S. Korea eyes chip alliance with Netherlands
Suneung without 'killer questions' still not easy, results show
US defense policy bill calls for maintaining 28,500 US troops in Korea
SK carries out complete reshuffle of top brass
Teens' excessive smartphone use linked to mental health risk: study
S. Korea, US, Japan to discuss regional security issues: White House
Ruling party reform committee disbands early, says job half done
Auditor says Moon govt distorted 2020 death of fisheries official
Moon officials tried to cover up North Korea’s murder of South Korean: state inspectors
[KH Explains] After roller-coaster year for K-pop stocks, what to expect next year?
[Herald Interview] Magical goblin twins set out on whimsical adventure
Author of ‘If I Had Your Face’ hopes to transcend outdated tropes, bridge cultures in her children’s bookBy Hwang Dong-hee
Published : Sept. 7, 2023 - 18:50
In Seoul, a 601-year-old goblin twin finds itself embarking on an unexpected Halloween adventure in New York City.
The enchanting tale is brought to life in the children’s book “Goblin Twins,” written by Frances Cha and illustrated by the New York Times bestseller Jaime Kim.
The book just hit the shelves Tuesday, and is published worldwide in English by Crown Books for Young Readers, an imprint of Random House Children’s Books.
Best known for her critically acclaimed debut novel, “If I Had Your Face,” Cha has crafted a heartwarming story that transports readers on a journey inspired by "dokkaebi," legendary creatures from Korean mythology and folklore.
Doki and Kebi, the two enchanting goblin twin brothers, possess distinct personalities: Doki is always reading a book, while Kebi loves to scare people and explore.
Despite their differences, the duo is inseparable. And when it comes time for them to relocate, the brothers decide to make New York City their new home.
Cha said among the many things that inspired her were personal stories. She also lived in Korea and moved to the US (she now divides her time between the two countries), and has a brother with a personality that is opposite to hers.
“Doki and Kebi are actually based on me and my brother. I’m the bookish one and Kebi, the trickster, is my brother,” Cha said cheerfully in an interview with The Korea Herald.
“My children also have very different personalities -- they both like reading though. I loved this idea of siblings having very different personalities but they have to make sacrifices for each other. And it’s not really a sacrifice when you love them so much, it’s well worth it.”
Writing for children marked quite a significant turn for Cha from her intense adult fiction to lighthearted children’s tales.
In a previous interview with The Korea Herald for her debut novel, the journalist-turned-writer who worked as a travel and culture editor for CNN in Seoul, said she tends to do a lot of research when writing a novel.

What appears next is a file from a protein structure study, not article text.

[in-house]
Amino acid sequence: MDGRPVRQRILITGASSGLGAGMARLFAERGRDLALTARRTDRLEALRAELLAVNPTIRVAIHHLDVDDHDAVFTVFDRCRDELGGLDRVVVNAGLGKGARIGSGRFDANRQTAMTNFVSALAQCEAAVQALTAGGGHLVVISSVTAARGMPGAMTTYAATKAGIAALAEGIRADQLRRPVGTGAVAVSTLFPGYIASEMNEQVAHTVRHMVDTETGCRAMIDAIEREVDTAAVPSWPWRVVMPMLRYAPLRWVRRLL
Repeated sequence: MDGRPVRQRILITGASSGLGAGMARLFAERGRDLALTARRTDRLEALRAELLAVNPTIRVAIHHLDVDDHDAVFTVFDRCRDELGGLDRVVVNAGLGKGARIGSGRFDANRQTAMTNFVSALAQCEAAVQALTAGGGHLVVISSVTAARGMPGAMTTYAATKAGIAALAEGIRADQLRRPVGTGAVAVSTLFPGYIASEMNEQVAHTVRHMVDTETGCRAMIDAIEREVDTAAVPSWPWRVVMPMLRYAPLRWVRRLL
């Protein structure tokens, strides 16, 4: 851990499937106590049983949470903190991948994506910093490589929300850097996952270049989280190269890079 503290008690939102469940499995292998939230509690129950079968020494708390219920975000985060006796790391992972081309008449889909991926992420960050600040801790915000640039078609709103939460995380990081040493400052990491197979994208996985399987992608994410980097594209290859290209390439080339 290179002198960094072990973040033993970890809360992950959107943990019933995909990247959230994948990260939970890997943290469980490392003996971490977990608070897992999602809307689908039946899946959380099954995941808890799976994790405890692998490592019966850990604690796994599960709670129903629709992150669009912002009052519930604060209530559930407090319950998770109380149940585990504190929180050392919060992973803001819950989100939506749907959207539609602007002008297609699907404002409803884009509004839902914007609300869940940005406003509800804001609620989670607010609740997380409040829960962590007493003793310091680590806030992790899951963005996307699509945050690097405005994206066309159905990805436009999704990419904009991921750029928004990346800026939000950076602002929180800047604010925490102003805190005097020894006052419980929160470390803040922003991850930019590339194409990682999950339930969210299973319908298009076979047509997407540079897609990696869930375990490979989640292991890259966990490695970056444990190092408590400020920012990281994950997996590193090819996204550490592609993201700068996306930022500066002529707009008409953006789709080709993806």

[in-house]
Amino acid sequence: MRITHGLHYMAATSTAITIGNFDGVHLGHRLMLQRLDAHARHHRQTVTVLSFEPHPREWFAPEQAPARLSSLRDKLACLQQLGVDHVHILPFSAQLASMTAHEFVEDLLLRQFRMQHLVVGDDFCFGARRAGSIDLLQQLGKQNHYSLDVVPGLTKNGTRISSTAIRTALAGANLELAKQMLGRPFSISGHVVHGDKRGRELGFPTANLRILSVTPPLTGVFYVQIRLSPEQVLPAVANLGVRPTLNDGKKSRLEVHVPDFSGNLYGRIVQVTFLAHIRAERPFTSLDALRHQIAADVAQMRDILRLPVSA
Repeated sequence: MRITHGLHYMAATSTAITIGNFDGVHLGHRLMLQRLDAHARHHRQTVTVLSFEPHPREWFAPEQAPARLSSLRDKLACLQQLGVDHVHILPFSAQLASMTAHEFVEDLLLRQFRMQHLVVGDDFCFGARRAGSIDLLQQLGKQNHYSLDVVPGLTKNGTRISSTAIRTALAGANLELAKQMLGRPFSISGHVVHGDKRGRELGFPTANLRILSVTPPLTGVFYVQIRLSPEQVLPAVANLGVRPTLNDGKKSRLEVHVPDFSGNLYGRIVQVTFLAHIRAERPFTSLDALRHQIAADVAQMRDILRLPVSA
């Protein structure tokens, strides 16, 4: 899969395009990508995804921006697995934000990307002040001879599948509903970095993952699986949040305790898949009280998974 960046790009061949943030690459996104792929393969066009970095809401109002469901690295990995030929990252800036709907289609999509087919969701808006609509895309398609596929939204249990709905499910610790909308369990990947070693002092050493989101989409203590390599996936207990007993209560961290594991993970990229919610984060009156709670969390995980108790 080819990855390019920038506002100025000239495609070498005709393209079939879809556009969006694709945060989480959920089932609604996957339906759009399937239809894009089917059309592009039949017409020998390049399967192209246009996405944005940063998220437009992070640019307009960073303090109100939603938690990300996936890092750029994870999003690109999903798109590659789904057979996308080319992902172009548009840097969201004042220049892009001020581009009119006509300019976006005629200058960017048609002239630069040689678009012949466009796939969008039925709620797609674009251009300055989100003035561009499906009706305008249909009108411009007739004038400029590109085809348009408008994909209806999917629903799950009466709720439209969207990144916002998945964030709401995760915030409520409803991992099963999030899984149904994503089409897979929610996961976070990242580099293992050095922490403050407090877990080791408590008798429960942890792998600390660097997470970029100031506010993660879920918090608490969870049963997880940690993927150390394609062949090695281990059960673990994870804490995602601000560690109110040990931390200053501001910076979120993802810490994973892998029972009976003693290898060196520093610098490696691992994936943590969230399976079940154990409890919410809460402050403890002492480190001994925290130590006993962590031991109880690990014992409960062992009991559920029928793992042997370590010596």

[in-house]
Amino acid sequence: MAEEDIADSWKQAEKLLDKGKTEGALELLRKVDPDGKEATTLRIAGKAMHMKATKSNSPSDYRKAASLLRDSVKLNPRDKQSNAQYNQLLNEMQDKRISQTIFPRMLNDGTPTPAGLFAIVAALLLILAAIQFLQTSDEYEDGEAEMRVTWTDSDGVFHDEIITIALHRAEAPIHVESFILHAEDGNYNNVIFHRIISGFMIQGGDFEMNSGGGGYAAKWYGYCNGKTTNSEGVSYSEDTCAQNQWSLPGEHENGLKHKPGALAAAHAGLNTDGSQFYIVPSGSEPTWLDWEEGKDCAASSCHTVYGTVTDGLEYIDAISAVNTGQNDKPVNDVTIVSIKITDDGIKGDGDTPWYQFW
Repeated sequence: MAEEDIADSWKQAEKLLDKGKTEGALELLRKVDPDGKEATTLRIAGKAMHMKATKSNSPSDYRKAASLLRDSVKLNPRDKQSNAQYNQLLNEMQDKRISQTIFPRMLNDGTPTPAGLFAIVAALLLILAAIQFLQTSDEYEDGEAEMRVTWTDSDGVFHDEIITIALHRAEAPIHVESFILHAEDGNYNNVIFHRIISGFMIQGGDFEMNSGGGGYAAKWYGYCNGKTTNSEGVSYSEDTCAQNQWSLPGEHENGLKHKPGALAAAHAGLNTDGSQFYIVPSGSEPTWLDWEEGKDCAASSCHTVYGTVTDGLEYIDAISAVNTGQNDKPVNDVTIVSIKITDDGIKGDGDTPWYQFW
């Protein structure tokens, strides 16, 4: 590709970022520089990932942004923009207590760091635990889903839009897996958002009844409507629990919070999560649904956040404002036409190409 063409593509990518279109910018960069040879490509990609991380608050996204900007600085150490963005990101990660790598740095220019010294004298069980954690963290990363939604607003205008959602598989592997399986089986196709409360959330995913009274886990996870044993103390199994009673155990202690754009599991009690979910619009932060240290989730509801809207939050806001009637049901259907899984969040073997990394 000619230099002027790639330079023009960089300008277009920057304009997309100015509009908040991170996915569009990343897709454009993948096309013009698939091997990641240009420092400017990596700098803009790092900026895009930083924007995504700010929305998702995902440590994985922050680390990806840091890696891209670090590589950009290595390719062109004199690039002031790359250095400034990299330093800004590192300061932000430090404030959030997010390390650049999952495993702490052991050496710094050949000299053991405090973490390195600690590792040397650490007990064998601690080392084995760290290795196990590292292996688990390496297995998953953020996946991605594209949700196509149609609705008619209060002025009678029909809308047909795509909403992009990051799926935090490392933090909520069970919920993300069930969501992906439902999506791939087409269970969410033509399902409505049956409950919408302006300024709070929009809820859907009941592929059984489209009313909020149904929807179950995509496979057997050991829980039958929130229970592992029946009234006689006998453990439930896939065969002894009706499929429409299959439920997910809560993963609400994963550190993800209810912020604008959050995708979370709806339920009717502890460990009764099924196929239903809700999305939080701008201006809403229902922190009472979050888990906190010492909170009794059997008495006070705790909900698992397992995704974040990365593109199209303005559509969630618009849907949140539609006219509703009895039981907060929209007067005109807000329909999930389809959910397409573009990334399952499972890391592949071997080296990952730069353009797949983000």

Initially, she was working on a novel for adults about dokkaebi, but the children’s book finished itself first.
“I had a lot of brainstorming and research before I started writing even more than my debut novel,” said Cha. “Oddly enough, it’s actually harder to write a short book than a longer one. And as a parent, I like very short books because I’m the one reading to my children at the end of the day.”
And because she is the one reading the book aloud, she imbues a layer of humor hidden just for the parents.
“I love it when the humor is kind of split. So there's a funny level for parents and then for the kids,” said Cha. “There are jokes where the kids don’t necessarily understand why their grownups are laughing. It’s like an inside joke for parents, but the kids also find it hilarious for different reasons.”
The writer appeared cheerful in this new literary realm, but she emphasized her need for both worlds.
“I love being in this world (of children’s books),” said Cha. “My adult book explores some extremely dark themes. They came out of a place where, I would say, the darkness in my life. But I need both. I need to go from one to the other and feed that other energy.”
While it may be seen as just a children’s book for entertainment, Cha had deeper intentions in mind when writing it.
She explained that outdated gender roles and beauty standards in children’s books from the past prompted her to write the story.
"I was rereading my old favorite children's books to my own kids. And I was very surprised to see that my beloved books had things that I didn’t want my kids to internalize before they go out into the world.”
She continued, “All the good characters have golden hair and blue eyes, and the evil characters have black hair and black eyes. And of course, being Asian children, that’s really such a common trope that I found in older books.”
Living in Sleepy Hollow, New York, where her children are practically the only Koreans, and among very few Asians, in their elementary school, Cha wanted to bridge two cultures and introduce some aspects of Korean culture and history.
“I’m always looking for books to take to the birthday parties and trying to introduce a little bit of Korean culture,” Cha said.
“But a lot of (Korean books) are kind of sad. So I wanted to write a very funny story. And of course, being a writer, I thought ‘I’ll just write it myself.’”
A sequel titled "Goblin Twins Too Hard to Scare” (tentative title) is already in the works and will be ready for a 2024 release. Additionally, Cha is writing another children's book that draws from her family's treasure trove of stories.
4 contentious bills scrapped in revote after Yoon's veto
S. Korea logs current account surplus for 6th month in October
Ex-Democratic Party chair denies bribery, illegal campaign allegations